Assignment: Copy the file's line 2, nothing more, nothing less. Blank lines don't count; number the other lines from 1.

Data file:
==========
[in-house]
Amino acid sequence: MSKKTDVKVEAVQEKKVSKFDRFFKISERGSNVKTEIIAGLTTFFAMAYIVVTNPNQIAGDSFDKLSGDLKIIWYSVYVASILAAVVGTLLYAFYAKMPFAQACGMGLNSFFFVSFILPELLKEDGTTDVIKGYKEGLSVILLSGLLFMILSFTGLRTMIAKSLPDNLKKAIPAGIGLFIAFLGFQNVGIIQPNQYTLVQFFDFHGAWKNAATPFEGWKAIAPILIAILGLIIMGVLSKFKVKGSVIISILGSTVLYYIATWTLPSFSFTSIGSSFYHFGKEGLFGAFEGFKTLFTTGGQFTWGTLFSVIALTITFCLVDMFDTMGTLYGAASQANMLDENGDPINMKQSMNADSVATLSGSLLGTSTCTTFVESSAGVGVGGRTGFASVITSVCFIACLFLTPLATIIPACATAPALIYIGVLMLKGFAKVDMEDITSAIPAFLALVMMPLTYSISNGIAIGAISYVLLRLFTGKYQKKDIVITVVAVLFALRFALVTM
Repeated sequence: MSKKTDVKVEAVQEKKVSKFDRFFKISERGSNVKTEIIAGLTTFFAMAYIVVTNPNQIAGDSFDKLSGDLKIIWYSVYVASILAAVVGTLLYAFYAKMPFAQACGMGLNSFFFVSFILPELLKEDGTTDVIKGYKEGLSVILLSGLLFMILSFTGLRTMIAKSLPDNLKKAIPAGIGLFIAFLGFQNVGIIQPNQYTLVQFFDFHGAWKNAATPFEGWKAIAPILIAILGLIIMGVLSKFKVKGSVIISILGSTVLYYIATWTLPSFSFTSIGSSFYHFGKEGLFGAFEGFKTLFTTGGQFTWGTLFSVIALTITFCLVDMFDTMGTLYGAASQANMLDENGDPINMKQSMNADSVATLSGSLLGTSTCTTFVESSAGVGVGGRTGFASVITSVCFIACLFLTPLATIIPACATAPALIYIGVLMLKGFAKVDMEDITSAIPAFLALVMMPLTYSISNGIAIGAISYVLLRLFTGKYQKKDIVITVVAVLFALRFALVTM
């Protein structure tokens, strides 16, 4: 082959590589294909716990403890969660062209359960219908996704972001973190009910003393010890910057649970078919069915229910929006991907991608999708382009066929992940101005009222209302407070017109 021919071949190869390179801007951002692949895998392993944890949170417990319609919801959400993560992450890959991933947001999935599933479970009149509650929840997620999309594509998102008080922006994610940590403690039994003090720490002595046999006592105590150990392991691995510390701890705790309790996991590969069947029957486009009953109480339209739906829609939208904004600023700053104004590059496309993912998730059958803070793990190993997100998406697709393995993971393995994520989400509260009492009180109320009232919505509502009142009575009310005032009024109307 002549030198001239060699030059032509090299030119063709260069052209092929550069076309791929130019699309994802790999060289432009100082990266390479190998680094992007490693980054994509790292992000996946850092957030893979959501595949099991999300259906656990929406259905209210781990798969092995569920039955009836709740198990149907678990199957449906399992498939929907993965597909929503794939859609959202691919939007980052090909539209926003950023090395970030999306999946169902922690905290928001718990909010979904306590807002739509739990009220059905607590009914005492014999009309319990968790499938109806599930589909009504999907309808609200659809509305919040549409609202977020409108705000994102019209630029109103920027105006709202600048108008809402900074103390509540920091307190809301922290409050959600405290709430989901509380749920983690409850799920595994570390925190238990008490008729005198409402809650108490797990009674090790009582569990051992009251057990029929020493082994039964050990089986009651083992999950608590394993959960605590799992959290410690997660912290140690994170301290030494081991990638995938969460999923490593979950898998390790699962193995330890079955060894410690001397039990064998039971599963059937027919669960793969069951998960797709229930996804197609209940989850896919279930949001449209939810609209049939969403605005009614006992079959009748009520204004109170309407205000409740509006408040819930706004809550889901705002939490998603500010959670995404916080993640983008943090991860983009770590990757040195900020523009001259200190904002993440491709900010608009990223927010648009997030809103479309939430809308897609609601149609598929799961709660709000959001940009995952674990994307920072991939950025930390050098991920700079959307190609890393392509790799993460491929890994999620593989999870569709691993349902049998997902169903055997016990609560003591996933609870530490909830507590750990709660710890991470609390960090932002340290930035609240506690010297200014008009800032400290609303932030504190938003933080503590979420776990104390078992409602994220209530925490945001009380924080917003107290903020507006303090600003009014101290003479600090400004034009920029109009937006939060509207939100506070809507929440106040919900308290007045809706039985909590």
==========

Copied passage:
Amino acid sequence: MSKKTDVKVEAVQEKKVSKFDRFFKISERGSNVKTEIIAGLTTFFAMAYIVVTNPNQIAGDSFDKLSGDLKIIWYSVYVASILAAVVGTLLYAFYAKMPFAQACGMGLNSFFFVSFILPELLKEDGTTDVIKGYKEGLSVILLSGLLFMILSFTGLRTMIAKSLPDNLKKAIPAGIGLFIAFLGFQNVGIIQPNQYTLVQFFDFHGAWKNAATPFEGWKAIAPILIAILGLIIMGVLSKFKVKGSVIISILGSTVLYYIATWTLPSFSFTSIGSSFYHFGKEGLFGAFEGFKTLFTTGGQFTWGTLFSVIALTITFCLVDMFDTMGTLYGAASQANMLDENGDPINMKQSMNADSVATLSGSLLGTSTCTTFVESSAGVGVGGRTGFASVITSVCFIACLFLTPLATIIPACATAPALIYIGVLMLKGFAKVDMEDITSAIPAFLALVMMPLTYSISNGIAIGAISYVLLRLFTGKYQKKDIVITVVAVLFALRFALVTM